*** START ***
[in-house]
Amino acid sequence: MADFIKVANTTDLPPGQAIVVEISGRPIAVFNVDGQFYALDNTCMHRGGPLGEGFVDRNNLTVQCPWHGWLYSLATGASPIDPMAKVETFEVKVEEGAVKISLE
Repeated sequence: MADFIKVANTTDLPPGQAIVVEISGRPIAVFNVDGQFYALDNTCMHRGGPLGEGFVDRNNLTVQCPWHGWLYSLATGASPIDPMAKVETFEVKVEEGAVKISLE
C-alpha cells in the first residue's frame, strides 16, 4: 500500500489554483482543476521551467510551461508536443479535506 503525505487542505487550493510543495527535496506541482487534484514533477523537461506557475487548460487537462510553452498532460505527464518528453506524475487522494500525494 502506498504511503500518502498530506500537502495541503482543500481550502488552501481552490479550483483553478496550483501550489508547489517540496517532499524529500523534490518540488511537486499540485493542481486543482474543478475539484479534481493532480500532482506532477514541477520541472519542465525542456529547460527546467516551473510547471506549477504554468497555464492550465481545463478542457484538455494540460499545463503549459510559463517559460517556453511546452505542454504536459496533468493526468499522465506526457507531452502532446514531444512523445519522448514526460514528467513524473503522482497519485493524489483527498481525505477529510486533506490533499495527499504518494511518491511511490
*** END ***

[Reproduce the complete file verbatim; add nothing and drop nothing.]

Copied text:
[in-house]
Amino acid sequence: MADFIKVANTTDLPPGQAIVVEISGRPIAVFNVDGQFYALDNTCMHRGGPLGEGFVDRNNLTVQCPWHGWLYSLATGASPIDPMAKVETFEVKVEEGAVKISLE
Repeated sequence: MADFIKVANTTDLPPGQAIVVEISGRPIAVFNVDGQFYALDNTCMHRGGPLGEGFVDRNNLTVQCPWHGWLYSLATGASPIDPMAKVETFEVKVEEGAVKISLE
C-alpha cells in the first residue's frame, strides 16, 4: 500500500489554483482543476521551467510551461508536443479535506 503525505487542505487550493510543495527535496506541482487534484514533477523537461506557475487548460487537462510553452498532460505527464518528453506524475487522494500525494 502506498504511503500518502498530506500537502495541503482543500481550502488552501481552490479550483483553478496550483501550489508547489517540496517532499524529500523534490518540488511537486499540485493542481486543482474543478475539484479534481493532480500532482506532477514541477520541472519542465525542456529547460527546467516551473510547471506549477504554468497555464492550465481545463478542457484538455494540460499545463503549459510559463517559460517556453511546452505542454504536459496533468493526468499522465506526457507531452502532446514531444512523445519522448514526460514528467513524473503522482497519485493524489483527498481525505477529510486533506490533499495527499504518494511518491511511490